This week the mental health community came together for the 2nd Stephanie Moulton Symposium at the John F. Kennedy Library on Tuesday with a turnout of more than 400 direct care workers, staff and consumers. We gather for this annual training event to honor Stephanie Moulton, a young residential direct care worker who represented the passion, commitment and belief in recovery and decency and who we lost too soon.
There are so many people to thank for making the Symposium an integral part of the Department of Mental Health. And I can speak for all when I say that Stephanie will always be remembered in a positive, constructive and important way. The dedication she brought to direct care work in human services is an inspiration for our mission to ensure a safe, dignified and respected mental health system and community that gives individuals living with mental illness every opportunity to fully participate in the life they choose to live.
As we shared, learned and discussed the best practices for safety, dignity and a hopeful future for people living with mental illness, the echoes of President Kennedy in the JFK Library set the appropriate tone for this important work. It was 50 years ago, in 1963, that he signed the Community Mental Health Act into law. It was a monumental turning point in the treatment of psychiatric disorders and in President Kennedy’s call to action was also his fervent belief that all Americans, every one of us – including those with mental illnesses, intellectual disabilities and addictions – have a right to lead dignified lives and to share in the benefits of our society.
And as Human Services Secretary John Polanowicz reminded us when he addressed the Symposium, another important event taking place at the same time across the globe resonated with our purpose. “In South Africa this morning, President Obama used the phrase Ubuntu in his tribute to late President Nelson Mandela. It roughly translates into human kindness and it is what we all believe is so important and is a large part of why this Symposium is being held,” the Secretary said.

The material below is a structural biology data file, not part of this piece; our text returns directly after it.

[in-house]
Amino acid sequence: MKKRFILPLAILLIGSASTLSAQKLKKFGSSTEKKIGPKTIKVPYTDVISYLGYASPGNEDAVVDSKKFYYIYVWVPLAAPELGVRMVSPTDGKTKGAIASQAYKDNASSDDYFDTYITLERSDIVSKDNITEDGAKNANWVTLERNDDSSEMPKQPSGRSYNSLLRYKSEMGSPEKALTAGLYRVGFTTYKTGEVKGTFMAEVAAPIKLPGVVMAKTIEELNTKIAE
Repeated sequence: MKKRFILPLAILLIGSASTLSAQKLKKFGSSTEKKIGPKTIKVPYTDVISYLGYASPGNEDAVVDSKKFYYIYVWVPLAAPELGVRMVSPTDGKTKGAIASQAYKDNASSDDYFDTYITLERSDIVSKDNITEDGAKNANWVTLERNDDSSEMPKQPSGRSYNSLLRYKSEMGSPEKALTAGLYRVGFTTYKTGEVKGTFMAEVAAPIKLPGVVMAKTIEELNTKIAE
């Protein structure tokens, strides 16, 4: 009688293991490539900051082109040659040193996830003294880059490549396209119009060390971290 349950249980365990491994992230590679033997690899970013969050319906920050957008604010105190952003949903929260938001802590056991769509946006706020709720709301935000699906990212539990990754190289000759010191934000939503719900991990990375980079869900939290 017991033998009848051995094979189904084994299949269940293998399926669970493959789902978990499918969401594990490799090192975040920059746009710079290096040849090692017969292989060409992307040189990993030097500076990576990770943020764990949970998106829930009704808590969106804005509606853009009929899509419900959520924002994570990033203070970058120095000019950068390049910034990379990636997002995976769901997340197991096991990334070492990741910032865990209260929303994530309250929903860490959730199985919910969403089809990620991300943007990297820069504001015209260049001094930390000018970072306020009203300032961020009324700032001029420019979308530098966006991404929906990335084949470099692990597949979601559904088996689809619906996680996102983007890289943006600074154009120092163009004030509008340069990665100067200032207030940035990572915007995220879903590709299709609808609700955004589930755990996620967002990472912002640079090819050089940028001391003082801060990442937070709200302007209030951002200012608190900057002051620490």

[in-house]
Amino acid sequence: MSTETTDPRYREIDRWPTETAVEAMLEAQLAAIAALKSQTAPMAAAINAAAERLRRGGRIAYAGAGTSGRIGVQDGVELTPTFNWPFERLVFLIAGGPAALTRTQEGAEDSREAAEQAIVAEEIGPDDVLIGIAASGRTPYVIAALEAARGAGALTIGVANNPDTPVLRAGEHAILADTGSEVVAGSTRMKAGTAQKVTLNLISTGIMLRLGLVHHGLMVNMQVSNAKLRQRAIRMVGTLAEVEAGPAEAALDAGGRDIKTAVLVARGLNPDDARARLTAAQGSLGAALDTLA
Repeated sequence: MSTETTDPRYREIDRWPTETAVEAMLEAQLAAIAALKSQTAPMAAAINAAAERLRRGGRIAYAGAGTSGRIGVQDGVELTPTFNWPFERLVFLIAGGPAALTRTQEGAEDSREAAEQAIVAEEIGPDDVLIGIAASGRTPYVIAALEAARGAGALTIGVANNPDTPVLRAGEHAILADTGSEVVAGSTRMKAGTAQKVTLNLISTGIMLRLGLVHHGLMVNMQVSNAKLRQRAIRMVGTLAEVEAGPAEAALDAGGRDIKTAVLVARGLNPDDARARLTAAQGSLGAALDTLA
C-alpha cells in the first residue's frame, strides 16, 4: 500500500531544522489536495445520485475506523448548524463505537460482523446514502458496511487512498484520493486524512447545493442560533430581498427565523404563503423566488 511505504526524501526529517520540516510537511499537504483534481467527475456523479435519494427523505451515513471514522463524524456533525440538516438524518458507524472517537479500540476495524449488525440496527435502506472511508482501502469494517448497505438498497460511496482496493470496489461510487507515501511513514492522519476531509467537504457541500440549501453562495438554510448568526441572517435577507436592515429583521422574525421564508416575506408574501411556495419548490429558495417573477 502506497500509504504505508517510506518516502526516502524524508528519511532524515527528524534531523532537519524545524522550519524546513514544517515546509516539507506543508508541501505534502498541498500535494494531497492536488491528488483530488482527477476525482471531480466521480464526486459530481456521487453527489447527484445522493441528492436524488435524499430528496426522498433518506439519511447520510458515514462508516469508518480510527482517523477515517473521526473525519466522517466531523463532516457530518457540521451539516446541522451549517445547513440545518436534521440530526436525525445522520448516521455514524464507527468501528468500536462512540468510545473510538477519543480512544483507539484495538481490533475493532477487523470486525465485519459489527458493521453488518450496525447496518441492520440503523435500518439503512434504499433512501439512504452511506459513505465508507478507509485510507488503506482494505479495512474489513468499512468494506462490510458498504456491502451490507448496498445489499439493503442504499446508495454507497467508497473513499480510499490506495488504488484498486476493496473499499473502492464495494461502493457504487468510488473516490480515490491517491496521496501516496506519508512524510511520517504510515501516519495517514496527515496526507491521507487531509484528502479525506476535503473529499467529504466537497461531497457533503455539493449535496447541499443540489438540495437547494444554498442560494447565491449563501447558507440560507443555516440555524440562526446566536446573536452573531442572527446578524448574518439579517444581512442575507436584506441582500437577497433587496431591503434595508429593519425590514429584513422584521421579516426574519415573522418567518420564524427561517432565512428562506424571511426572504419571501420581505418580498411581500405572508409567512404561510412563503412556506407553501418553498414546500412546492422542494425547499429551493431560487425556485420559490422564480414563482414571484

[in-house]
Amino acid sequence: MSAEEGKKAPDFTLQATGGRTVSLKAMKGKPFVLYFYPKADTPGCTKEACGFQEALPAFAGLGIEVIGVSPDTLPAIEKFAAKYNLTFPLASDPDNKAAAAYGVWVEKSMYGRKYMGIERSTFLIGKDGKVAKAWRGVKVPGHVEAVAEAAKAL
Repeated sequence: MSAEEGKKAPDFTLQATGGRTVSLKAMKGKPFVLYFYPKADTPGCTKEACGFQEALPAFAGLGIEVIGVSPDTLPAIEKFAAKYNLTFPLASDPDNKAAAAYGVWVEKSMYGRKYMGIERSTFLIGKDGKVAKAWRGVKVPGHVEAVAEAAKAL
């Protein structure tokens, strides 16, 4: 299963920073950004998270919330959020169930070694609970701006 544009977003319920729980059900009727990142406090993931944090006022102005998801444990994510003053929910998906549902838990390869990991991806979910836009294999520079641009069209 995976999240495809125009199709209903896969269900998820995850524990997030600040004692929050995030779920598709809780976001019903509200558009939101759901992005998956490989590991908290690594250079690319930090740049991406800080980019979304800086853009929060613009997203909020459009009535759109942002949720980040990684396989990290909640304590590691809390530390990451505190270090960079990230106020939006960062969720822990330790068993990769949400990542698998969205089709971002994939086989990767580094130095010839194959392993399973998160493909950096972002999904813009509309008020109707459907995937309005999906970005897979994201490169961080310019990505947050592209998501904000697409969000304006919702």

We have our challenges and rewards in the work we do. The fact that so many direct care workers and friends in the mental health community took time from their busy lives and schedules is an enormous validation of their commitment. We all stopped for a day to have a dialogue, to listen and hear each other and this is why I know we will always find the common ground that keeps us working together for the same cause, the same mission that, like Stephanie, we all feel so passionate about.
We were very pleased to present the annual Stephanie Moulton Award along with Kim Flynn, Stephanie’s mother, to Yajaira Burke, a direct care worker at a residential program in Southbridge, operated by The Bridge of Central Mass. Skillful, compassionate and always showing that human kindness so necessary in our work, Yajaira connects in a profound way with the individuals in her care and encourages them to go deep to recognize and celebrate their own potential. It was my honor to meet her and celebrate her dedicated service.
I have no doubt that the Stephanie Moulton Symposium will every year be a tremendous benefit to everyone associated with direct care human services work. My hope is that we will always live up to Stephanie’s standards of dedication and compassion and pay tribute to her legacy as an example for all of us to follow for many, many years to come.